At any given moment there are between 6,000 and 10,000 aeroplanes in the sky, carrying an airborne population of anything up to one million passengers.
That’s the equivalent of the entire city of Glasgow zooming around inside the clouds, suspended in a hazy blue purgatory and forever chasing an unreachable horizon. The world’s busiest airport, Hartsfield–Jackson Atlanta International, sees on average 2,400 take offs and landings each day. One of the beating hearts of international travel, this integral hub pumps a roaring stream of air traffic into a vast and invisible circulatory system of flight paths.
Planespotter and photographer Mike Kelley set out to capture this unseen side of aviation, producing AirPortraits, a series of photographs that merge an entire day’s worth of planes into a single image. The pictures capture not just the number of planes that pass through our skies, but the sheer variety too, as aircraft from every corner of the planet appear to converge at once upon these busy little strips of tarmac.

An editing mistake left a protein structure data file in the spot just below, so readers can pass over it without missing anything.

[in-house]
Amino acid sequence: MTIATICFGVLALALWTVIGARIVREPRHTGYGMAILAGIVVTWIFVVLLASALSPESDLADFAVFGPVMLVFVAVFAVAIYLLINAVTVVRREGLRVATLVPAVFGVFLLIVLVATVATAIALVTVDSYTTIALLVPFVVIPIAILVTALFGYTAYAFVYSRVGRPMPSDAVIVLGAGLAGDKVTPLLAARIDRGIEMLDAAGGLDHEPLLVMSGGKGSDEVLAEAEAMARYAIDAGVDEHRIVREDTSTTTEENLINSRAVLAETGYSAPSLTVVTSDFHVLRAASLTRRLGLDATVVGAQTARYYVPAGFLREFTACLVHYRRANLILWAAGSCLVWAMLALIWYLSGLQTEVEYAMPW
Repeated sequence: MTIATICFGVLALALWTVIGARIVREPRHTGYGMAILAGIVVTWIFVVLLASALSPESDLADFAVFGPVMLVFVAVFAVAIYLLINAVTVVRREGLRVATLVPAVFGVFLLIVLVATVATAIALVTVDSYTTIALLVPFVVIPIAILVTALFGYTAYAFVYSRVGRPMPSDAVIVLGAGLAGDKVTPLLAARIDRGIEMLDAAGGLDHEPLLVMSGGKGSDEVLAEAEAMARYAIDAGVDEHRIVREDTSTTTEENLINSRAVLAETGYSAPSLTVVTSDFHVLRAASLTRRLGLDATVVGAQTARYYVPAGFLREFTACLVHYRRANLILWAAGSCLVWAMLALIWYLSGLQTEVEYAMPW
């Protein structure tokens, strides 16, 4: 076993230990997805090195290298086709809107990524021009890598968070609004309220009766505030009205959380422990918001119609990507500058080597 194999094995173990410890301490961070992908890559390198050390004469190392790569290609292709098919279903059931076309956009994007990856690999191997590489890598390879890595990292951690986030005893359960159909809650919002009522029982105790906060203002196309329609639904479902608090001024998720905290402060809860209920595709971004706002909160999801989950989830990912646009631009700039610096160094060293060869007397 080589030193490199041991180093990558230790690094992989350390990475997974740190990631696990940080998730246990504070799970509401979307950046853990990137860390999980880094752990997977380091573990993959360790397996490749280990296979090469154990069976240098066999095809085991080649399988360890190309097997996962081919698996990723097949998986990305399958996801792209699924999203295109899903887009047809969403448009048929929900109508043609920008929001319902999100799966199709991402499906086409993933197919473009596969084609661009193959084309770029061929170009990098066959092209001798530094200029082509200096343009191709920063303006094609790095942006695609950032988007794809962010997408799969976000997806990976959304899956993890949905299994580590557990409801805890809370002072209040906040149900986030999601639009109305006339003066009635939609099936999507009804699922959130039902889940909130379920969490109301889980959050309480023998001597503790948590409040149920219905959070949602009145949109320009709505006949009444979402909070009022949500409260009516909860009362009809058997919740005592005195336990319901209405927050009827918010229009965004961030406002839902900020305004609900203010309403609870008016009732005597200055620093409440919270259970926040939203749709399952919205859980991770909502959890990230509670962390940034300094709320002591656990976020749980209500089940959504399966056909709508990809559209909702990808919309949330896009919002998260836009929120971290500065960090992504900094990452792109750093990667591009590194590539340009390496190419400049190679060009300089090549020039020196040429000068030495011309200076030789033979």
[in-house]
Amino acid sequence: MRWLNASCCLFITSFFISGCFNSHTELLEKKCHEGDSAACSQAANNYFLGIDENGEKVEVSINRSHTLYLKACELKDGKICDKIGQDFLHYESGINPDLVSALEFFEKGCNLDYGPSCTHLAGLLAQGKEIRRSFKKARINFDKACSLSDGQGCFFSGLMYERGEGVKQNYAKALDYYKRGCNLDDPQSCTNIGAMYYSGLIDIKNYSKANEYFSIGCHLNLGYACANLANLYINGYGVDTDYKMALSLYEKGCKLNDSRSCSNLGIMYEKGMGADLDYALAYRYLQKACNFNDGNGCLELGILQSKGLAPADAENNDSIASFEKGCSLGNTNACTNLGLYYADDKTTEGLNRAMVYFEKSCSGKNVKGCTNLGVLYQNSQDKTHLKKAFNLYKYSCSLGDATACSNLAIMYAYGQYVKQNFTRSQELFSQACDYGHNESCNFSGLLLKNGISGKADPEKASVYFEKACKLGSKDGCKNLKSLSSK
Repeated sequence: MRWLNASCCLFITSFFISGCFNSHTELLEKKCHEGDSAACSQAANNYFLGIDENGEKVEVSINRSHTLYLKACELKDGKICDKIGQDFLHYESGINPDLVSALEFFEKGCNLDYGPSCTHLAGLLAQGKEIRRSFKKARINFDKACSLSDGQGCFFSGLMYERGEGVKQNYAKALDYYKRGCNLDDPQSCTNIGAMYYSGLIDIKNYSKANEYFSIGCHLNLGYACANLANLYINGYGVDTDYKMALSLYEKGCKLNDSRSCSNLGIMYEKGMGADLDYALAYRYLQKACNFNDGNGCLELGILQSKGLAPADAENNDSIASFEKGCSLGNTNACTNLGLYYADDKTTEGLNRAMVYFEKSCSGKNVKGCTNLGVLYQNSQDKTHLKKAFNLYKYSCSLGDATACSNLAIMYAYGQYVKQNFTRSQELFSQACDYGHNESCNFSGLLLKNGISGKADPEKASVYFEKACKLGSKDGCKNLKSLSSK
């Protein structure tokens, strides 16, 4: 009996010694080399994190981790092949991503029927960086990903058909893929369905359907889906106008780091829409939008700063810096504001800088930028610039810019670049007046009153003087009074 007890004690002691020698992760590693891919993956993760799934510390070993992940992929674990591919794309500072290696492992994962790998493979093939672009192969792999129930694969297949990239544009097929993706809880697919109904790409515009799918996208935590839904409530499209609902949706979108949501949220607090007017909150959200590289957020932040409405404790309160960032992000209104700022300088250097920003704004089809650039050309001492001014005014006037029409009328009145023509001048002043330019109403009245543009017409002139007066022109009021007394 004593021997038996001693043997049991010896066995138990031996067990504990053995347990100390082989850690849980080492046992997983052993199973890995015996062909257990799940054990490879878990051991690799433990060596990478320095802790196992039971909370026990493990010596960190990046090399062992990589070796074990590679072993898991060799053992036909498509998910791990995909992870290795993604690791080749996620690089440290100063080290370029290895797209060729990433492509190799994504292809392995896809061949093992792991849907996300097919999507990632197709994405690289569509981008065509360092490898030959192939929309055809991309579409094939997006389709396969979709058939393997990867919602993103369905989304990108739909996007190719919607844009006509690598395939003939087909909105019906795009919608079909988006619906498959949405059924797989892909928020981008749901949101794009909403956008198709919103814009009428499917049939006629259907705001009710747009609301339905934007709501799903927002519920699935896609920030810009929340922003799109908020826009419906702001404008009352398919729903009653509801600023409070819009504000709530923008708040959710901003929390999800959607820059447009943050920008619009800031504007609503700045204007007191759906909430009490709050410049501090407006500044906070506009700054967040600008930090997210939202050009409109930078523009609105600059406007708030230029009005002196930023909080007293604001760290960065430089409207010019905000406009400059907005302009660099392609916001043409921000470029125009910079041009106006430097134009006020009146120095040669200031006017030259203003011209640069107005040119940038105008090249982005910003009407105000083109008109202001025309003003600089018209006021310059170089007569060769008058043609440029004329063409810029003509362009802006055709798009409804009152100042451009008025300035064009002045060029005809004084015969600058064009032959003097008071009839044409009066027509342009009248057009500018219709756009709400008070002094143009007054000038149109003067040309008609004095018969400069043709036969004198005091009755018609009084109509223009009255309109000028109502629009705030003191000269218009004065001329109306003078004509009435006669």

Kelley has photographed at airports across the world, from Heathrow and Tokyo to New Zealand and Dubai, where planespotting is illegal. His first piece, and the picture that inspired the rest of the series, was made up of hundreds of pictures taken at LAX.
“I’ve always been a fan of aviation,” says Kelley, “and I find the infrastructure, design, and architecture of aviation absolutely fascinating. I wanted to create a photo that showed not only that aviation and flight are beautiful things, but also showed the international flavour and culture that defines Los Angeles.
“It’s really fascinating to look at all the planes heading in different directions, ferrying people all over the world, all originating from this city.”